by Charles A. Lindbergh
With the smiling humility that he personified following his solo flight across the Atlantic in May 1927, Charles A. Lindbergh shared the honors of his great feat with the airplane that carried him through thick and thin. That’s what “We” is all about.
This book is in two parts: The first threequarters, in Lindbergh’s own words, reflect on the 20 years before he began flying in earnest, through his barnstorming and mail-carrying days and his solo transatlantic flight from New York to Paris. The final quarter reflects his subsequent accolades, a section penned by another writer, since Lindbergh himself was too humble to write it.
“Lucky Lindy’s” matter-of-fact tone belies the fact that his experiences with barnstorming and mail-carrying exemplified the old aviation saw, “Flying is hours of boredom broken by moments of sheer terror.” Take, for example, his account of being trapped in his mailplane above a fog bank, with fuel approaching empty. His laconic description: “At 5,000 feet the engine sputtered and died. I stepped up on the cowling and out over the right side of the cockpit, pulling the ripcord after about a 100-foot fall….” No emotion. No elaboration. Just business as usual.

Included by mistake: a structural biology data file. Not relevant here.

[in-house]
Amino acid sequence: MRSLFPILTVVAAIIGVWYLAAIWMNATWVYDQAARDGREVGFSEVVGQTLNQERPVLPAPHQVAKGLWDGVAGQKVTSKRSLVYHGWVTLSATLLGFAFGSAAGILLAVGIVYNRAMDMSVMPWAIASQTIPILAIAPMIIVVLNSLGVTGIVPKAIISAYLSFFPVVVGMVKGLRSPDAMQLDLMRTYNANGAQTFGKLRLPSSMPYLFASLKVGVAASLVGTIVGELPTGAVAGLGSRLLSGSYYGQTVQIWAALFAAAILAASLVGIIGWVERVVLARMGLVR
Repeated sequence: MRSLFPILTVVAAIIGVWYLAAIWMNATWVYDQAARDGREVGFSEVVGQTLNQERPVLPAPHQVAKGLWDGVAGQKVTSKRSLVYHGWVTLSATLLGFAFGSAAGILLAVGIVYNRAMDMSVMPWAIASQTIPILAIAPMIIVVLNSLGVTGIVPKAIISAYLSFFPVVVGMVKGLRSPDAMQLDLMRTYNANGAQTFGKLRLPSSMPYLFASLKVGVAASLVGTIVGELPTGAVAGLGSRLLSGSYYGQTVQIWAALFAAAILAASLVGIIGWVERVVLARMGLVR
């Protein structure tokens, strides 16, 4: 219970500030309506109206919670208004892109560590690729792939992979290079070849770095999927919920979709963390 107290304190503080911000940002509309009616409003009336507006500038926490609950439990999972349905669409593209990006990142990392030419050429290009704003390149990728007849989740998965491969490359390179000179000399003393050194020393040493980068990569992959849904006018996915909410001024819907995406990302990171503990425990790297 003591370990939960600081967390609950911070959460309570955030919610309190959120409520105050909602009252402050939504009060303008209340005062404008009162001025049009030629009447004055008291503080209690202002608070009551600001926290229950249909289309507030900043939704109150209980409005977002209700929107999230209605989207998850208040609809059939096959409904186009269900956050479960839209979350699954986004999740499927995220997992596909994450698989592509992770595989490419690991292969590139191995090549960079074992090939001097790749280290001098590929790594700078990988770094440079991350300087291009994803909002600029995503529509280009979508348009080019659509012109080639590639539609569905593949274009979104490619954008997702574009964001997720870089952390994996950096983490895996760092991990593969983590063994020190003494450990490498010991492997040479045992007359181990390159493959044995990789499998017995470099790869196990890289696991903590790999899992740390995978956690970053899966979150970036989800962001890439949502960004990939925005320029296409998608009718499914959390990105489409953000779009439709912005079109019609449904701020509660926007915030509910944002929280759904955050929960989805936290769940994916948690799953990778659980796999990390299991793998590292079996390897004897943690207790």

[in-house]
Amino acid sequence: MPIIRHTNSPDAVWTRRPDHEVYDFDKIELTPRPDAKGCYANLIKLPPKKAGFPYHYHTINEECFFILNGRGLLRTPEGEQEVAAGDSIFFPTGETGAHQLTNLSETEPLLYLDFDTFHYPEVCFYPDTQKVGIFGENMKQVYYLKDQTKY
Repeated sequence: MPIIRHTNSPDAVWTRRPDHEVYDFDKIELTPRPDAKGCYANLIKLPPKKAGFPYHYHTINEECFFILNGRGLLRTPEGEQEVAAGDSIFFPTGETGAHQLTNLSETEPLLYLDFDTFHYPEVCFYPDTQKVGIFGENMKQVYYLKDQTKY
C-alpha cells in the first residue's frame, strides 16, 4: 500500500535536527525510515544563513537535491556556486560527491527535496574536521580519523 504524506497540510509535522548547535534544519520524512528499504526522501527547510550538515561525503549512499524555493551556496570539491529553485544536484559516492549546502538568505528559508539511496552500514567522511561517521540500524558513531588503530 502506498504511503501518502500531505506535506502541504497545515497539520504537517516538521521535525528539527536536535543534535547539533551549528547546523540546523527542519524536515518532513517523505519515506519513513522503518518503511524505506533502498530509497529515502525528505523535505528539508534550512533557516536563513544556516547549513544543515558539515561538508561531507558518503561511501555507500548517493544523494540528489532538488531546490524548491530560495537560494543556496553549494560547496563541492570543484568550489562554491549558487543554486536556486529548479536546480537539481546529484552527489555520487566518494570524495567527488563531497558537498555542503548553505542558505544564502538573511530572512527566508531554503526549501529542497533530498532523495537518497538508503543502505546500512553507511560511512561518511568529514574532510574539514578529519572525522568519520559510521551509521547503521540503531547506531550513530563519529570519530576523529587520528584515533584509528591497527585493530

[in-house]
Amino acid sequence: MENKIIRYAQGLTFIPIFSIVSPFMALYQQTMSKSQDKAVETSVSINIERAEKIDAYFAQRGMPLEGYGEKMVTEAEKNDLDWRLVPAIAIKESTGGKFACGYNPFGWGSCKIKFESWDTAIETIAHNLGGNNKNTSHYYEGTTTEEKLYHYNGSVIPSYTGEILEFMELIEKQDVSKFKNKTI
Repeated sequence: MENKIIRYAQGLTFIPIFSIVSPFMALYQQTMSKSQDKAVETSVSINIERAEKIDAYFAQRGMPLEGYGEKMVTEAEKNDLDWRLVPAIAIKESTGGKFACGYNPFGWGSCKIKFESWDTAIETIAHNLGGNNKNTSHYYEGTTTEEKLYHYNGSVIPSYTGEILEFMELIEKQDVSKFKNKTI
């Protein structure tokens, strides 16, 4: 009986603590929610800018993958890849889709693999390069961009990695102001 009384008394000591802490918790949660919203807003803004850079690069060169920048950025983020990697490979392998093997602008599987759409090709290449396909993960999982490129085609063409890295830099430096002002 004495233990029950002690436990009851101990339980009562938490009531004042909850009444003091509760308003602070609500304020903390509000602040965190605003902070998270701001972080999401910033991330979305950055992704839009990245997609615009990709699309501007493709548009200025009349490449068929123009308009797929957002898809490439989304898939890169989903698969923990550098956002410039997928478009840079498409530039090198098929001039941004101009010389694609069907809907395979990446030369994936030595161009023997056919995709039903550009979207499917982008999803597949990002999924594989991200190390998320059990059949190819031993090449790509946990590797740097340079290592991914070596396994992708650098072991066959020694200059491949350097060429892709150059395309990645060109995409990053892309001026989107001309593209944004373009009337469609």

Lindbergh tells how he came to accept the challenge of Raymond Orteig, who offered a $25,000 prize for the first to fly from New York to Paris, or vice versa. Lindbergh did not stand out in the field of contestants gathered in the spring of 1927 at Curtiss Field on Long Island, a number of whom were already well-known aviators. But he had honed his skills to prepare for such a risky undertaking, and was mechanically savvy enough to oversee the design and construction of the plane he had built for the flight. While Jimmy Doolittle might be known as the “Master of the Calculated Risk,” Lindbergh was a practitioner of doing one’s home work to reduce the likelihood of failure in hazardous undertakings.
Written soon after the flight that propelled him onto the world’s stage, “We” reflects the famed flier’s life and times before he became embroiled in other media circuses—the up – roar over his child’s kidnapping and murder, his efforts to insulate the United States from the spreading war in Europe in the late 1930s, and his unofficial involvement in WWII, showing U.S. pilots how to get the most out of their aircraft in the Pacific.
“We” is a very readable, off-the-cuff look at an American icon.
Originally published in the November 2009 issue of Aviation History. To subscribe, click here.